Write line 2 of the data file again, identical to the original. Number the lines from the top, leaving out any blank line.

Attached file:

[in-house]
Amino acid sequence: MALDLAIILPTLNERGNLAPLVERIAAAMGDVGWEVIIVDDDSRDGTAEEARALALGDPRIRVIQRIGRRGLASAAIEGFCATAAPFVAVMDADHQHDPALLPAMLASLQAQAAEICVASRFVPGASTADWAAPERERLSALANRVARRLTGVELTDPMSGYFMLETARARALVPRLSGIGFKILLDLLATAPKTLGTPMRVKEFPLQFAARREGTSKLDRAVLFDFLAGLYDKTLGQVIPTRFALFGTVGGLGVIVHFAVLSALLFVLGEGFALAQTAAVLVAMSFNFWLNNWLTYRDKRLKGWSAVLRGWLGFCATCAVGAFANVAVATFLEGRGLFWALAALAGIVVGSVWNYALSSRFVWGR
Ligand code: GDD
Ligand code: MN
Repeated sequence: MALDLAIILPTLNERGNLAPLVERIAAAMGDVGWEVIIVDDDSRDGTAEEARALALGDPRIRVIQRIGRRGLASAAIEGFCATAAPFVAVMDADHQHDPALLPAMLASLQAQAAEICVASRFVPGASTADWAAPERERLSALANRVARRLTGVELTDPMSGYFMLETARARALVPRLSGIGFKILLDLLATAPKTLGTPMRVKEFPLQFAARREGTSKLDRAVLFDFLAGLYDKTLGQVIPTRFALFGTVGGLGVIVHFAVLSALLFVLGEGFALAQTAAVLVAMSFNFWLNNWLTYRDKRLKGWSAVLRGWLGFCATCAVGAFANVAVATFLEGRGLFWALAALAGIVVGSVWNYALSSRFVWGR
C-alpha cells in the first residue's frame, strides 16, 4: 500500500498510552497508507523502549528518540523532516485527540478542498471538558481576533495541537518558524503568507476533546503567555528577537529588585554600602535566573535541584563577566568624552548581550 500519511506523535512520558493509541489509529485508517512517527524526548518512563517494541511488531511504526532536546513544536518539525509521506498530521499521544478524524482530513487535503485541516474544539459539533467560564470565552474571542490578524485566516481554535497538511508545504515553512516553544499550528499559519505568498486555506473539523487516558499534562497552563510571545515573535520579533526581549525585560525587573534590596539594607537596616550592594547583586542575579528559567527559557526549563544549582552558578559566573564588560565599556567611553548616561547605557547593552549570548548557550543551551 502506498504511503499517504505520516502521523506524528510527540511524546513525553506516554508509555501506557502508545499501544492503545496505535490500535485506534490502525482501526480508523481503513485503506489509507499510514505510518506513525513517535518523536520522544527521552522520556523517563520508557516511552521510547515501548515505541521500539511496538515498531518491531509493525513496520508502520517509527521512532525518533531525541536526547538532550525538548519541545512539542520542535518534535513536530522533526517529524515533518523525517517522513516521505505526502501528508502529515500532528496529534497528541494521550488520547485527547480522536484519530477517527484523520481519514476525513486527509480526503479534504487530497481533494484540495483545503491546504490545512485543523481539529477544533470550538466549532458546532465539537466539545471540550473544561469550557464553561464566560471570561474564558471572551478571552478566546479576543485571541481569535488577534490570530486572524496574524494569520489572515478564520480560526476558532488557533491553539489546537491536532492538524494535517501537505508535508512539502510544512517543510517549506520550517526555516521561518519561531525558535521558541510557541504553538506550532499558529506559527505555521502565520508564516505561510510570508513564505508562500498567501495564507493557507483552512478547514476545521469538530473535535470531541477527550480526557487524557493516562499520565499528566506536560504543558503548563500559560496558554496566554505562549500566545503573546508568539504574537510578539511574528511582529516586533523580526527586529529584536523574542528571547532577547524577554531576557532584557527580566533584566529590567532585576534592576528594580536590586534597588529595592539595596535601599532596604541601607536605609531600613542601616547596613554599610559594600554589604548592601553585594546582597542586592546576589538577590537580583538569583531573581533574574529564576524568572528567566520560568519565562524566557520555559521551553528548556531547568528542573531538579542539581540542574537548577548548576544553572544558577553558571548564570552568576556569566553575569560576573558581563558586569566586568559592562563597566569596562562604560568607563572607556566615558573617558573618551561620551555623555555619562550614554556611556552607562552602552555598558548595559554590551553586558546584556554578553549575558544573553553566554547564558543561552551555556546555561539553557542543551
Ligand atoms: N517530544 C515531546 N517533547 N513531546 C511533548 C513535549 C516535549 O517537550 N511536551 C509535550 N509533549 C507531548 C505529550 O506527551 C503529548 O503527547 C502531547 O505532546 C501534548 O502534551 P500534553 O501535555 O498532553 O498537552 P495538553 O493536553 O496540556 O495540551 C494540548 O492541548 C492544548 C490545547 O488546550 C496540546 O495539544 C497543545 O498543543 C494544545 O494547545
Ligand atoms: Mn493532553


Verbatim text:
Amino acid sequence: MALDLAIILPTLNERGNLAPLVERIAAAMGDVGWEVIIVDDDSRDGTAEEARALALGDPRIRVIQRIGRRGLASAAIEGFCATAAPFVAVMDADHQHDPALLPAMLASLQAQAAEICVASRFVPGASTADWAAPERERLSALANRVARRLTGVELTDPMSGYFMLETARARALVPRLSGIGFKILLDLLATAPKTLGTPMRVKEFPLQFAARREGTSKLDRAVLFDFLAGLYDKTLGQVIPTRFALFGTVGGLGVIVHFAVLSALLFVLGEGFALAQTAAVLVAMSFNFWLNNWLTYRDKRLKGWSAVLRGWLGFCATCAVGAFANVAVATFLEGRGLFWALAALAGIVVGSVWNYALSSRFVWGR